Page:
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Sabbath Intersections


What role will the Sabbath play in the “last days?” Does the book of Revelation really predict that the biblical day of worship will be a hot issue in the “end time?” Is there a connection between the Sabbath and the “mark of the beast?”

In order to find satisfactory answers to questions like these, it is helpful to look at the Sabbath in the setting of the conflict between God and Satan.

Let’s start at the beginning of the story of the Sabbath. Note these foundational points:

  • The seventh day – the day the Fourth Commandment calls “Sabbath” – was originally linked to a cosmic event: Creation. From its very beginning it was unmistakably identified with the Creator (Genesis 2:2-3; Exodus 20:10-11).

  • The Creator’s reason for establishing the weekly day of rest was not because of weariness or fatigue (Isaiah 40:28), but to mark the completion of His perfect work (Genesis 2:2-3; Exodus 20:11).


  • The Creator is none other than the Son of God (Colossians 1:16; Hebrews 1:1, 2). As the incarnate Christ He declared Himself “Lord of the Sabbath” (Mark 2:28).

That’s the way it was, in the beginning. As the pivot point of the divinely ordained weekly cycle, the Sabbath is a perpetually recurring tribute to the Son of God, the Creator. This marks the Sabbath as a crucial point of contention in the spiritual conflict that has been raging since before the origin of life on this planet.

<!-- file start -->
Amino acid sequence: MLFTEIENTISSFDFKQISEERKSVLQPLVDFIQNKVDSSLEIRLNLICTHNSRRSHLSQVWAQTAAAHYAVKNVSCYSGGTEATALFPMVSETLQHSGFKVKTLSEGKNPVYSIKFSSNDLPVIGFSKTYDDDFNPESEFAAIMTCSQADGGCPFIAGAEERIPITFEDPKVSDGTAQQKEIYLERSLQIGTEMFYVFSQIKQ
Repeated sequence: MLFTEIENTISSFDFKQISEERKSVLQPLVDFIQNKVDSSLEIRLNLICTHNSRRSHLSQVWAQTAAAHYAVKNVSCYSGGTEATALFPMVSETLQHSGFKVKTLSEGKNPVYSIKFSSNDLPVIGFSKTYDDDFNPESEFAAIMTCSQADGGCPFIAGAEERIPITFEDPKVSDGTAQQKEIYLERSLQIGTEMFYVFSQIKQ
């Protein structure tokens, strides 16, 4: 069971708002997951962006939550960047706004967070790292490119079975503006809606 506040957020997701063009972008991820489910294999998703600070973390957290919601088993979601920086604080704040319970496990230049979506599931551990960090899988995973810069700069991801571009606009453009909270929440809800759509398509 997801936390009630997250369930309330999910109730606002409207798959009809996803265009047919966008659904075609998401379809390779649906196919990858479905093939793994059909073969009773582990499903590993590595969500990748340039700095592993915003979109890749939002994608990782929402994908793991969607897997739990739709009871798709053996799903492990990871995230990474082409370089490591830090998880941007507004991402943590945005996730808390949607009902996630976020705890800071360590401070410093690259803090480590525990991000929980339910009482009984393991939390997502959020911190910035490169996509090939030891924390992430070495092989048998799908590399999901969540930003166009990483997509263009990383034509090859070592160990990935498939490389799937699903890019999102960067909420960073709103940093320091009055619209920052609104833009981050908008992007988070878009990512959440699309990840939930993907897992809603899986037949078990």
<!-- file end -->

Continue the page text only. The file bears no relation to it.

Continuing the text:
Let’s focus on that conflict as it is revealed in the early chapters of Genesis:


  • God, through His Son (see above), creates a perfect world and gives it to Adam and Eve.


  • Satan wants to set up his own kingdom, make himself the god of this world, and subject the human race to his rule. He successfully tempts Eve, causing her to doubt the goodness of her Creator and to distrust His word – fatally altering her relationship with the Creator.


  • Eve’s actions, and her husband’s complicity, drive a wedge of fear, guilt, and mistrust between human beings and their Maker. It brings the curse of sin upon the earth in general and the human race in particular. That curse dooms mankind to a life of sweat and toil (Genesis 3:17-19) – a life that will end in death.


  • While this early chapter of the story seems to end with a victory for Satan, the Creator did not surrender the human family to the control of His enemy. Even while formally pronouncing sentence upon the fallen race, He offers the promise of eventual salvation (Genesis 3:15).


The Creator left the Sabbath in place as a divine outpost in human time, a sacred enclave in the territory Satan claimed as his. It marked the cadence of life, providing a weekly respite from labor – a day of release from the temporal curse of sin. The post-Fall Sabbath would be a sacred place in time where man could commune with his Creator undistracted by the mundane demands of life.


The very existence of the Sabbath is a challenge to the aims and claims of Satan. As long as the Sabbath calls mankind to recognition of the Creator, and as long as it provides a point of contact between God and man – fostering the divine-human relationship – it remains a bastion of resistance against Satan’s rule.